# Blasting - how to calculate the charge concentration Ib (kg/m)?

I posted this question in physics, but they advise me to post it here so here I am.

I was looking for the formula to calculate the burden in bench blasting and I found this document. The problem is I have to calculate the concentration of the charge first with the unit kg/m. I know that some materials are given but I need the formula to calculate other materials in which I have their energetic values calories/g calories/cm3 ..

• This document might be interesting: Explosive Engineer's Guide.
– Fred
Commented Nov 9, 2023 at 6:19
• My understanding is the charge concentration, I$_b$ is the mass of explosive divided by the length of hole that contains explosive.
– Fred
Commented Nov 9, 2023 at 6:23
• This seems to be a units issue, not an engineering issue. Commented Nov 9, 2023 at 6:42
• @SolarMike: For those who don't know anything about explosives engineering & blasting, it's not a units issue. If anything, it's more of a terminology issue. The units at the end of the text are not important to what is being asked.
– Fred
Commented Nov 9, 2023 at 9:05
• @Fred sure it is terminology issue no doubte on that, so since it is mass per distance can it be the velocity or pressure? Commented Nov 9, 2023 at 16:28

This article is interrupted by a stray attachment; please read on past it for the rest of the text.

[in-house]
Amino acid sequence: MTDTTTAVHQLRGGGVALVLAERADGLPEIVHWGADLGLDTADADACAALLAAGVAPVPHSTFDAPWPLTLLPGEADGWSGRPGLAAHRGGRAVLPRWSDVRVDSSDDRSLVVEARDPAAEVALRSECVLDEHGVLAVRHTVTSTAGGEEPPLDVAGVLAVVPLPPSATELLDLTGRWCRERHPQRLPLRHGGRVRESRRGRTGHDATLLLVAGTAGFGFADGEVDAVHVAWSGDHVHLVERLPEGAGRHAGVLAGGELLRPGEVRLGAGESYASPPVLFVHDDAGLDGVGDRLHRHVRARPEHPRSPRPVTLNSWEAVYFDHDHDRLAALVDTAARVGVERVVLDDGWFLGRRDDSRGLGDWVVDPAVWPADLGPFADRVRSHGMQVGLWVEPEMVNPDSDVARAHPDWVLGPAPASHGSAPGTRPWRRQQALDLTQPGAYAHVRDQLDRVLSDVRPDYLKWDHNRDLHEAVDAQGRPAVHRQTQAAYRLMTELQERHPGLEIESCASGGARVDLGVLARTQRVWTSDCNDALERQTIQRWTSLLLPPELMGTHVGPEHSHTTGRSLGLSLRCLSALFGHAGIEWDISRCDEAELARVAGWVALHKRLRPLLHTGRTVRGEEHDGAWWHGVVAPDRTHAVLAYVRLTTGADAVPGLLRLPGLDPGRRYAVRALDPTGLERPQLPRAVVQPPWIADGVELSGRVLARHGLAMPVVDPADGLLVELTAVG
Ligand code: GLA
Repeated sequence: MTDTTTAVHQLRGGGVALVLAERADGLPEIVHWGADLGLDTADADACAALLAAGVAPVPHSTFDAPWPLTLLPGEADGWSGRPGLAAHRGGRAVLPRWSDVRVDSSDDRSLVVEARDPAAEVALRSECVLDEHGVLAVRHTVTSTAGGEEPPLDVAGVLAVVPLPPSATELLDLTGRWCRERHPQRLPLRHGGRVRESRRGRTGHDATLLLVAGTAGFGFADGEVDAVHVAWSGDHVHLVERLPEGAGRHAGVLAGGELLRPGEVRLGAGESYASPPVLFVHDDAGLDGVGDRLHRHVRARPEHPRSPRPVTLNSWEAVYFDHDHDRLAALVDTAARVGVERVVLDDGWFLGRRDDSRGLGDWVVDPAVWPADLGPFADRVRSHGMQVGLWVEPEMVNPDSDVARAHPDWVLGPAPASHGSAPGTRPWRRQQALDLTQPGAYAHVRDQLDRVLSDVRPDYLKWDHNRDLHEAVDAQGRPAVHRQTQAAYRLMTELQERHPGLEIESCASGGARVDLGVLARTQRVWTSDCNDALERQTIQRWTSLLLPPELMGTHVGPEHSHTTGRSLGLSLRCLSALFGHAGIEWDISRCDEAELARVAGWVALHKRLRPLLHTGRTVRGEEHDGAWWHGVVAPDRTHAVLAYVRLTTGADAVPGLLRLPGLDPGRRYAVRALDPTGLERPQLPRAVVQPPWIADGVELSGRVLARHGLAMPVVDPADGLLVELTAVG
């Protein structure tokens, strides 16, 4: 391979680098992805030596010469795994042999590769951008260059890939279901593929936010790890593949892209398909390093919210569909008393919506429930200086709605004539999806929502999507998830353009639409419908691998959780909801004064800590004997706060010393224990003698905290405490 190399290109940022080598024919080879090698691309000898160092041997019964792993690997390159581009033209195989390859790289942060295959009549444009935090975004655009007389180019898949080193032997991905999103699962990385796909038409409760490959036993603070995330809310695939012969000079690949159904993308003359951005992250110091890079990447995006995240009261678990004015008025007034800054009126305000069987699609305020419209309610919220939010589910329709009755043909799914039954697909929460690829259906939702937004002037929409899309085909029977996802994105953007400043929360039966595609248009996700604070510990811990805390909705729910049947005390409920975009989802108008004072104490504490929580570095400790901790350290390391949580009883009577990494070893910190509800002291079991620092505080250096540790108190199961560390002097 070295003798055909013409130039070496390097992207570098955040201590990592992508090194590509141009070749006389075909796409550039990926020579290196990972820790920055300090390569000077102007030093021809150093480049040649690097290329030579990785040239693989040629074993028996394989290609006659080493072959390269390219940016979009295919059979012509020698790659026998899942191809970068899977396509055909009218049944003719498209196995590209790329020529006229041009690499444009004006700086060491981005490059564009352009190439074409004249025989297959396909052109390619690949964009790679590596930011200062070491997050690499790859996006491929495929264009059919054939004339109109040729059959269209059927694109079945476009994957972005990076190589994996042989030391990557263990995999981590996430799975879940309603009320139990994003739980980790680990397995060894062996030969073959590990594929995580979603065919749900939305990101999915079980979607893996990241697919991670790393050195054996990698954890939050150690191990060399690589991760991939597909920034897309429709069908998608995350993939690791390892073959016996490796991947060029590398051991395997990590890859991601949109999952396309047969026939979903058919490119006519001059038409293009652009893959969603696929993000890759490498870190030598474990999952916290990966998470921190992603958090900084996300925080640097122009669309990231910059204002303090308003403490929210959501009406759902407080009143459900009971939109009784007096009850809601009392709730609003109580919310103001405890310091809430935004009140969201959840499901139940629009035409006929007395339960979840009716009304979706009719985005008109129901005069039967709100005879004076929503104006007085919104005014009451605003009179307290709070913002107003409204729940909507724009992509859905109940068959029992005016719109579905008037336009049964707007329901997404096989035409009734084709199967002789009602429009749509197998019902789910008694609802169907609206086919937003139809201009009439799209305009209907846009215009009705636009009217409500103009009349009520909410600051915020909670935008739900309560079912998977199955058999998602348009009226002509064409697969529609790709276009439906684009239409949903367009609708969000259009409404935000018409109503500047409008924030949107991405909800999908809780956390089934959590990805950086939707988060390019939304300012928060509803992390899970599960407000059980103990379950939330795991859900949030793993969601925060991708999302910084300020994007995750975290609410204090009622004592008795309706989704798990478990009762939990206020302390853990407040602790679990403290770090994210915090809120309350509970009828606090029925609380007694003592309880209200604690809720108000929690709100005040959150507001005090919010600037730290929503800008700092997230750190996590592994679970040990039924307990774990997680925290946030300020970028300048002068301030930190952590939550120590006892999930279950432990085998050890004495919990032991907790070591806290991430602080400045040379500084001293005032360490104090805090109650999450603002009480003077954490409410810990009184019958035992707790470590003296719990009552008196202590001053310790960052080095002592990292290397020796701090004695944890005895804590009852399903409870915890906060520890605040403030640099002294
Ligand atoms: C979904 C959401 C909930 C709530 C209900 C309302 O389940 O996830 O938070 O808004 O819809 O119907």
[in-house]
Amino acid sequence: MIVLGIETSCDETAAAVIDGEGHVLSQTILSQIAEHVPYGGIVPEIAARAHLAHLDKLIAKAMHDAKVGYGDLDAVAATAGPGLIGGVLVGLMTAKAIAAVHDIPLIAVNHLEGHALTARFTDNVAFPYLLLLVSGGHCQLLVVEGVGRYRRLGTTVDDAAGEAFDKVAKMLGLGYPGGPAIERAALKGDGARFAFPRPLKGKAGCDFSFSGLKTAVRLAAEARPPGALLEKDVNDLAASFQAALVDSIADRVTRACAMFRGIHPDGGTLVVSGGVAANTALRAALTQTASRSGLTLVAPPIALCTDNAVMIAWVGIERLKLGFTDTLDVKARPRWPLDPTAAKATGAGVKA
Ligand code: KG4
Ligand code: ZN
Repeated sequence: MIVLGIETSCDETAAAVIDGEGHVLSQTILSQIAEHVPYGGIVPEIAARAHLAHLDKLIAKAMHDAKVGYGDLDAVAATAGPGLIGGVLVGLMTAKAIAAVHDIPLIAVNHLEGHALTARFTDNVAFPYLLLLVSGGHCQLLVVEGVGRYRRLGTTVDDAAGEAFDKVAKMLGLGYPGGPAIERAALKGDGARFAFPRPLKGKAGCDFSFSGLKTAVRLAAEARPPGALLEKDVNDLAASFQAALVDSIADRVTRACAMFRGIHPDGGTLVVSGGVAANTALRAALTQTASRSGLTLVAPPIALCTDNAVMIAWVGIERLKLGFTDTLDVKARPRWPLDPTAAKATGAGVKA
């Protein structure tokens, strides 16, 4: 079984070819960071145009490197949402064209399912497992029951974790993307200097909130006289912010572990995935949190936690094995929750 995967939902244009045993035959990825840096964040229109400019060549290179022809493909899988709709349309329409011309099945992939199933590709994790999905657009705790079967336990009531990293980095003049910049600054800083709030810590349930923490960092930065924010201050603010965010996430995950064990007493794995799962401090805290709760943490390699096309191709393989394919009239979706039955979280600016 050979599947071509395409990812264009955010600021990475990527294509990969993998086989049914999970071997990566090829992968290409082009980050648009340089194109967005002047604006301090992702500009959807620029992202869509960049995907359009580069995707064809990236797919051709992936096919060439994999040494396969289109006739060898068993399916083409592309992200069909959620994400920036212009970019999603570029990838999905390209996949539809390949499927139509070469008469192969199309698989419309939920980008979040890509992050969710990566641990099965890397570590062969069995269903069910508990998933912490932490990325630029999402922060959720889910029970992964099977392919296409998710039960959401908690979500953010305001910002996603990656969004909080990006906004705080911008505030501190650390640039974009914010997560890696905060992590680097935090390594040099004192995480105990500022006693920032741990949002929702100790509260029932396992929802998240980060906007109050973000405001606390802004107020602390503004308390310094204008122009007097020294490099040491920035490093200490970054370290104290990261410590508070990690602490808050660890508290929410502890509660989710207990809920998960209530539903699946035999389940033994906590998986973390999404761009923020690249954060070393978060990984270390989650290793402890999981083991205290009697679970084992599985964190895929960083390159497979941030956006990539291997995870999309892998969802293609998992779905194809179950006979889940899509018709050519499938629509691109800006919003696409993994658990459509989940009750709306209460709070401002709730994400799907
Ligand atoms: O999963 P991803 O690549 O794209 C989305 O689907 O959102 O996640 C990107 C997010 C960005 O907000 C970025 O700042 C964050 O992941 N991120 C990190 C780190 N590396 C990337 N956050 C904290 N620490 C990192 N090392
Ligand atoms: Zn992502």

The charge concentration, in kilograms per meter of drill hole, serves two purposes. The first is being able to determine the amount of explosives needed to blast a given amount of rock. This is needed when ordering explosives from the supplier or when taking out enough explosives from the magazine.

$$M_{Explosives} \ = \ I_b \cdot N \cdot (L_H \ - \ L_S)$$

Where:

• $$M_{Explosives}$$ is the mass of explosives required [kg]
• $$I_b$$ is the charge concentration [kg/m]
• $$L_H$$ is the length of the drill holes [m]
• $$L_S$$ is the length of the stemming [m]
• $$N$$ is the number of drill holes

The other purpose of the charge length is, if one knows the energy equivalent of each type of explosive [J/kg], for its given density of explosive, it becomes possible to calculate the amount of energy expended in the blast by the explosives used.

• first thank you for the time you have gived to answer my question i apreciate that, so lets say the material is TNT it has 1.65 g/cm3 and 4.184 MJ/kg can you please add that as an example in your answer thank you again. Commented Nov 9, 2023 at 21:30
• When you say "The charge concentration, in kilograms per meter of drill hole" you mean X kilograms multipied by numbers of meters deep of the hole? For example if the charge concentration is0.3kg/m TNT and a drilled hole is 7 meters deep stemming excluded this gonna equal to 0.3×7 = ~ 2.1 kgs total per one hole. Commented Nov 10, 2023 at 14:13
• @Tintin: Regarding your last question with a charge concentration of 0.3 kg/m & a 7 m long hole, yes the mass of explosive in the hole would be 2.1 kg.
– Fred
Commented Nov 10, 2023 at 19:14
• @Tintin: TNT is not a good example of an explosive to consider. It's basically a military explosive & rarely used for civil or mining purposes. It is mixed with other explosives as a compound, but I'm unaware of it being available as sticks. For surface mining & quarries ANFO or emulsion explosives are more likely to be used.
– Fred
Commented Nov 10, 2023 at 19:21
• Thank you very much Fred that was very informative. Commented Nov 10, 2023 at 19:40